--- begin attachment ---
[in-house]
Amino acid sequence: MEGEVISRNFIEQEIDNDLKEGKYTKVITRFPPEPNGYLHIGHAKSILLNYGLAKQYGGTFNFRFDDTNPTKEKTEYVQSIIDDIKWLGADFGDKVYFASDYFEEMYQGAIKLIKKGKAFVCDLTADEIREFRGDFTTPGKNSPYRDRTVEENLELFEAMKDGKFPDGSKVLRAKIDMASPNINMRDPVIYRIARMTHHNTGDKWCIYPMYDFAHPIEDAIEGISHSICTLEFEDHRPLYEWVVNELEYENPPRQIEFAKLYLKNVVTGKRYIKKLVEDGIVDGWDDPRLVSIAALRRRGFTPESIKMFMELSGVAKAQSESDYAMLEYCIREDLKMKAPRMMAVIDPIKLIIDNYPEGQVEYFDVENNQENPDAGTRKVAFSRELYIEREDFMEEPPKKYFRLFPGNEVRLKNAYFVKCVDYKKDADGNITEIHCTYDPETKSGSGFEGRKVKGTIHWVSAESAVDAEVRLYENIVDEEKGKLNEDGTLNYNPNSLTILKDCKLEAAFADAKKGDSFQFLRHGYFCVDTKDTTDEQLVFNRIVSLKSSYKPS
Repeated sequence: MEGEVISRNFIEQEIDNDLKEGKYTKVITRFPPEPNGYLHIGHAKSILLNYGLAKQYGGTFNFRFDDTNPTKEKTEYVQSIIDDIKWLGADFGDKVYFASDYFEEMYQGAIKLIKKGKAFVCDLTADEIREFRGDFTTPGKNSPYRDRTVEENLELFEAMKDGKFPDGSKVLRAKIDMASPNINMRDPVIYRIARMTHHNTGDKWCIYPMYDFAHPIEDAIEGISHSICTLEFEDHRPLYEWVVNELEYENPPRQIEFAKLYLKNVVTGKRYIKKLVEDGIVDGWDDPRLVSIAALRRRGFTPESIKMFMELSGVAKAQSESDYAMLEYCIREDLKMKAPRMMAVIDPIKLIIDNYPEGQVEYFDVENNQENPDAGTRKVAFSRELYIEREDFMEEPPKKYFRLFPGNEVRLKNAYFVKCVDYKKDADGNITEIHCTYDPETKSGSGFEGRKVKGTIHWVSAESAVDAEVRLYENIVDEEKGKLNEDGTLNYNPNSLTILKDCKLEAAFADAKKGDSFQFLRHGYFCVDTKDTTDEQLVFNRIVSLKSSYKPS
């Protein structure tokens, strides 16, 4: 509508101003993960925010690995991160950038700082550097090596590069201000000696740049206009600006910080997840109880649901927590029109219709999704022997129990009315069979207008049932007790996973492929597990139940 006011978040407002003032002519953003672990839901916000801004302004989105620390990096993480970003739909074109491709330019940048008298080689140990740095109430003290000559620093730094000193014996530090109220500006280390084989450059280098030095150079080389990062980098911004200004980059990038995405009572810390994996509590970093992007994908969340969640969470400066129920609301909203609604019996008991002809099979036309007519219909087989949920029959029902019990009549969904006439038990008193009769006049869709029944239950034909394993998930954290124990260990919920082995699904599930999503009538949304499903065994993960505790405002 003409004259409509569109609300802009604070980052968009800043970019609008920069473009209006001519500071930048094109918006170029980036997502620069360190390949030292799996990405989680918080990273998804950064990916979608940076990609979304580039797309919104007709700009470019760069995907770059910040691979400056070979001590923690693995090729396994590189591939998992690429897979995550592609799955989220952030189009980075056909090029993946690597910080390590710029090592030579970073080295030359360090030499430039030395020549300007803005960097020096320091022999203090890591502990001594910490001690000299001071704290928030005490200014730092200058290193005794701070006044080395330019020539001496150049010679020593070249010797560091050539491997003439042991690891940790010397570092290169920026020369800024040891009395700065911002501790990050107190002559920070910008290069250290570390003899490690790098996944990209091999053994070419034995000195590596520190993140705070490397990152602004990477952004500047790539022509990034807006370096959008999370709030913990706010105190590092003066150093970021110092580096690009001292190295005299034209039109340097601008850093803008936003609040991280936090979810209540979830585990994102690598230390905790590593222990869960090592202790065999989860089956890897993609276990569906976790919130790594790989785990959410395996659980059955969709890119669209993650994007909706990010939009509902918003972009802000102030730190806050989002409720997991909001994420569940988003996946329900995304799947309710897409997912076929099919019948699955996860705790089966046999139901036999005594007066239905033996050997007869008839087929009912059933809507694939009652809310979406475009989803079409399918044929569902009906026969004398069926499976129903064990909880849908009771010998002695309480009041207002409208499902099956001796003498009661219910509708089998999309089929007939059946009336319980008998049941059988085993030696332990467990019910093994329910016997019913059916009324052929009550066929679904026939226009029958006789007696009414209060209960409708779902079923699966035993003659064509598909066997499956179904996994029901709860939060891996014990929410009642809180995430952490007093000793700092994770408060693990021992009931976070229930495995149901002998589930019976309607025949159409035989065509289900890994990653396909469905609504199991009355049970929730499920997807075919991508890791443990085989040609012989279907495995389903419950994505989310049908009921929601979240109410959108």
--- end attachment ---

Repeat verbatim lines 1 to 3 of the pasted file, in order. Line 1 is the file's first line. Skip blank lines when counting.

[in-house]
Amino acid sequence: MEGEVISRNFIEQEIDNDLKEGKYTKVITRFPPEPNGYLHIGHAKSILLNYGLAKQYGGTFNFRFDDTNPTKEKTEYVQSIIDDIKWLGADFGDKVYFASDYFEEMYQGAIKLIKKGKAFVCDLTADEIREFRGDFTTPGKNSPYRDRTVEENLELFEAMKDGKFPDGSKVLRAKIDMASPNINMRDPVIYRIARMTHHNTGDKWCIYPMYDFAHPIEDAIEGISHSICTLEFEDHRPLYEWVVNELEYENPPRQIEFAKLYLKNVVTGKRYIKKLVEDGIVDGWDDPRLVSIAALRRRGFTPESIKMFMELSGVAKAQSESDYAMLEYCIREDLKMKAPRMMAVIDPIKLIIDNYPEGQVEYFDVENNQENPDAGTRKVAFSRELYIEREDFMEEPPKKYFRLFPGNEVRLKNAYFVKCVDYKKDADGNITEIHCTYDPETKSGSGFEGRKVKGTIHWVSAESAVDAEVRLYENIVDEEKGKLNEDGTLNYNPNSLTILKDCKLEAAFADAKKGDSFQFLRHGYFCVDTKDTTDEQLVFNRIVSLKSSYKPS
Repeated sequence: MEGEVISRNFIEQEIDNDLKEGKYTKVITRFPPEPNGYLHIGHAKSILLNYGLAKQYGGTFNFRFDDTNPTKEKTEYVQSIIDDIKWLGADFGDKVYFASDYFEEMYQGAIKLIKKGKAFVCDLTADEIREFRGDFTTPGKNSPYRDRTVEENLELFEAMKDGKFPDGSKVLRAKIDMASPNINMRDPVIYRIARMTHHNTGDKWCIYPMYDFAHPIEDAIEGISHSICTLEFEDHRPLYEWVVNELEYENPPRQIEFAKLYLKNVVTGKRYIKKLVEDGIVDGWDDPRLVSIAALRRRGFTPESIKMFMELSGVAKAQSESDYAMLEYCIREDLKMKAPRMMAVIDPIKLIIDNYPEGQVEYFDVENNQENPDAGTRKVAFSRELYIEREDFMEEPPKKYFRLFPGNEVRLKNAYFVKCVDYKKDADGNITEIHCTYDPETKSGSGFEGRKVKGTIHWVSAESAVDAEVRLYENIVDEEKGKLNEDGTLNYNPNSLTILKDCKLEAAFADAKKGDSFQFLRHGYFCVDTKDTTDEQLVFNRIVSLKSSYKPS